What if there was an autism blood test? Well, researchers in Britain say that they’ve found a blood and urine test that detects autism spectrum disorder (ASD) in kids. With the diagnosis process often including a rocky road that’s challenging (at best) for a parent to understand and navigate, having a straightforward test, such as a blood test, could help parents and children alike.

Along with providing a more streamlined, and definitive, diagnosis, a blood or urine test could offer early detection of ASD. An earlier diagnosis could provide the child with the chance to get help as soon as possible. The early a child begins treatment, the better the outcomes often are.

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So how would this blood and urine test work? The researchers, from the University of Warwick, found a connection between damage to proteins in the child’s blood plasma and autism. The study, which was published in the journal Molecular Autism, looked at blood and urine samples from 38 children who had previously been diagnosed with ASD and 31 children who had not. All of the children were between 5 and 12-years-old.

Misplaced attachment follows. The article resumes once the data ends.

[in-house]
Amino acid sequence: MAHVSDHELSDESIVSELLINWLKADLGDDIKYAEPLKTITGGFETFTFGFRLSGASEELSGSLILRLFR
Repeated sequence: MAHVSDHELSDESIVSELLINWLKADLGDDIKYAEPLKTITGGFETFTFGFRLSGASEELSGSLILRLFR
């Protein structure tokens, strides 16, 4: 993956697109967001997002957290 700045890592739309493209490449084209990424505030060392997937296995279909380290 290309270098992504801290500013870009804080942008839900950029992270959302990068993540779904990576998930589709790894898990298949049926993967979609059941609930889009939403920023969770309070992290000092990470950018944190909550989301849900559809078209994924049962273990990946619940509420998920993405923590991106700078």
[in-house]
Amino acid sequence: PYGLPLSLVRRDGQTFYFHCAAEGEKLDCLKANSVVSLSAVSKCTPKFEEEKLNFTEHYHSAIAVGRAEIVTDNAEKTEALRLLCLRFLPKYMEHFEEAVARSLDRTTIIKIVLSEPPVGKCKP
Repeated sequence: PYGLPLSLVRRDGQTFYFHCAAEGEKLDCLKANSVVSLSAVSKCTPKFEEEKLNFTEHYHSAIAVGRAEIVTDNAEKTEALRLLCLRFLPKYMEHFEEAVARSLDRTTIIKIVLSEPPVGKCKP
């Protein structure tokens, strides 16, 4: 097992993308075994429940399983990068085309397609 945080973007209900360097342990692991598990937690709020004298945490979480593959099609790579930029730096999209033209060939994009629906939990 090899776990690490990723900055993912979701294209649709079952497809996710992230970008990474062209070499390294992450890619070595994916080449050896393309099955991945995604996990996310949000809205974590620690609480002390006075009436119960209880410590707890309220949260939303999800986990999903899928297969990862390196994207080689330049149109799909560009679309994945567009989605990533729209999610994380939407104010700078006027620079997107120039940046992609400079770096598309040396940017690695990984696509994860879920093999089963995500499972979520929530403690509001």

The scientists found chemical differences, in the blood and urine, between the two groups of children. They then worked with researchers at the University of Birmingham, combining the chemical markers that they had found with artificial intelligence algorithm techniques, to create a diagnostic test.

Even though this line of research looks promising, it isn’t 100% just yet. Further study is needed before scientists can bring us a definitive autism test.

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What do you think about this new research? Share your thoughts in the comments below.

—Erica Loop

 

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